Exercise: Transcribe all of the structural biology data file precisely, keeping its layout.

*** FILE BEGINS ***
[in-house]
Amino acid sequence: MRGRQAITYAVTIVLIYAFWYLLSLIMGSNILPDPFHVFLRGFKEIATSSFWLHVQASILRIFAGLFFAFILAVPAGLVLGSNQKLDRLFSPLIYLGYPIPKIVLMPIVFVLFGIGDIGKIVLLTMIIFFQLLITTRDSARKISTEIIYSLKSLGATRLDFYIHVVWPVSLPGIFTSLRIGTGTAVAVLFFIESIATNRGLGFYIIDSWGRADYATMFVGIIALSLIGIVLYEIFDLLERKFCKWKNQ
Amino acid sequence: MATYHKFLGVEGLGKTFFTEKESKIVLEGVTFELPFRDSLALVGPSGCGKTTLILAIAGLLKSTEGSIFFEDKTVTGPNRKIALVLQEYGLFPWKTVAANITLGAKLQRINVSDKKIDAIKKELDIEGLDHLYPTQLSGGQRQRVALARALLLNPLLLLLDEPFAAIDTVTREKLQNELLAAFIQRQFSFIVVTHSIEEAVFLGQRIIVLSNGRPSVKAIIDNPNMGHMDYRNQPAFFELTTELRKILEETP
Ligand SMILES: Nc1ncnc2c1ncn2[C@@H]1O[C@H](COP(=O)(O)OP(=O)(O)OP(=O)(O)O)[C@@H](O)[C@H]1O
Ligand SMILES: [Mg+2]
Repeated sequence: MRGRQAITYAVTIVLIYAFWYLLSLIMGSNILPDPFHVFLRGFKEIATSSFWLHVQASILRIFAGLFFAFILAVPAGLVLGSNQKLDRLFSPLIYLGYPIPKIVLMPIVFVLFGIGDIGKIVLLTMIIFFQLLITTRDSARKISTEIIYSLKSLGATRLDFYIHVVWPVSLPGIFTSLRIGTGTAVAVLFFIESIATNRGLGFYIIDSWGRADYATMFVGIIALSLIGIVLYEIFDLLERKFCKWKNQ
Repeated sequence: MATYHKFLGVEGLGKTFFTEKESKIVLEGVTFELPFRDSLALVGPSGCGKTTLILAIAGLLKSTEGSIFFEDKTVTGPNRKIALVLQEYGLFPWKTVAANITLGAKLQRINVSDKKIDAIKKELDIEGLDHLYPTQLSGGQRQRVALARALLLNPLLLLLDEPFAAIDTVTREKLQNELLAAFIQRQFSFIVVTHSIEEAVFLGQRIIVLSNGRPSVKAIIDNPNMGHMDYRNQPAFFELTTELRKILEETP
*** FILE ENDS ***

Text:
[in-house]
Amino acid sequence: MRGRQAITYAVTIVLIYAFWYLLSLIMGSNILPDPFHVFLRGFKEIATSSFWLHVQASILRIFAGLFFAFILAVPAGLVLGSNQKLDRLFSPLIYLGYPIPKIVLMPIVFVLFGIGDIGKIVLLTMIIFFQLLITTRDSARKISTEIIYSLKSLGATRLDFYIHVVWPVSLPGIFTSLRIGTGTAVAVLFFIESIATNRGLGFYIIDSWGRADYATMFVGIIALSLIGIVLYEIFDLLERKFCKWKNQ
Amino acid sequence: MATYHKFLGVEGLGKTFFTEKESKIVLEGVTFELPFRDSLALVGPSGCGKTTLILAIAGLLKSTEGSIFFEDKTVTGPNRKIALVLQEYGLFPWKTVAANITLGAKLQRINVSDKKIDAIKKELDIEGLDHLYPTQLSGGQRQRVALARALLLNPLLLLLDEPFAAIDTVTREKLQNELLAAFIQRQFSFIVVTHSIEEAVFLGQRIIVLSNGRPSVKAIIDNPNMGHMDYRNQPAFFELTTELRKILEETP
Ligand SMILES: Nc1ncnc2c1ncn2[C@@H]1O[C@H](COP(=O)(O)OP(=O)(O)OP(=O)(O)O)[C@@H](O)[C@H]1O
Ligand SMILES: [Mg+2]
Repeated sequence: MRGRQAITYAVTIVLIYAFWYLLSLIMGSNILPDPFHVFLRGFKEIATSSFWLHVQASILRIFAGLFFAFILAVPAGLVLGSNQKLDRLFSPLIYLGYPIPKIVLMPIVFVLFGIGDIGKIVLLTMIIFFQLLITTRDSARKISTEIIYSLKSLGATRLDFYIHVVWPVSLPGIFTSLRIGTGTAVAVLFFIESIATNRGLGFYIIDSWGRADYATMFVGIIALSLIGIVLYEIFDLLERKFCKWKNQ
Repeated sequence: MATYHKFLGVEGLGKTFFTEKESKIVLEGVTFELPFRDSLALVGPSGCGKTTLILAIAGLLKSTEGSIFFEDKTVTGPNRKIALVLQEYGLFPWKTVAANITLGAKLQRINVSDKKIDAIKKELDIEGLDHLYPTQLSGGQRQRVALARALLLNPLLLLLDEPFAAIDTVTREKLQNELLAAFIQRQFSFIVVTHSIEEAVFLGQRIIVLSNGRPSVKAIIDNPNMGHMDYRNQPAFFELTTELRKILEETP